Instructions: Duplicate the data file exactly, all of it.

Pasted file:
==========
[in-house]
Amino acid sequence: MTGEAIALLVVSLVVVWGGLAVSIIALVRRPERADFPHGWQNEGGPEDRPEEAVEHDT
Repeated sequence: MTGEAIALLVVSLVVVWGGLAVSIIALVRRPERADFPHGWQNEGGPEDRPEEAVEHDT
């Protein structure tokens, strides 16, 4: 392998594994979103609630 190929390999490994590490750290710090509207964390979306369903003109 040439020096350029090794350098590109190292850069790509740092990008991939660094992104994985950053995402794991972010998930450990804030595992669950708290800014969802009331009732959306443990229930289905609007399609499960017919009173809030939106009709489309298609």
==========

[in-house]
Amino acid sequence: MTGEAIALLVVSLVVVWGGLAVSIIALVRRPERADFPHGWQNEGGPEDRPEEAVEHDT
Repeated sequence: MTGEAIALLVVSLVVVWGGLAVSIIALVRRPERADFPHGWQNEGGPEDRPEEAVEHDT
């Protein structure tokens, strides 16, 4: 392998594994979103609630 190929390999490994590490750290710090509207964390979306369903003109 040439020096350029090794350098590109190292850069790509740092990008991939660094992104994985950053995402794991972010998930450990804030595992669950708290800014969802009331009732959306443990229930289905609007399609499960017919009173809030939106009709489309298609």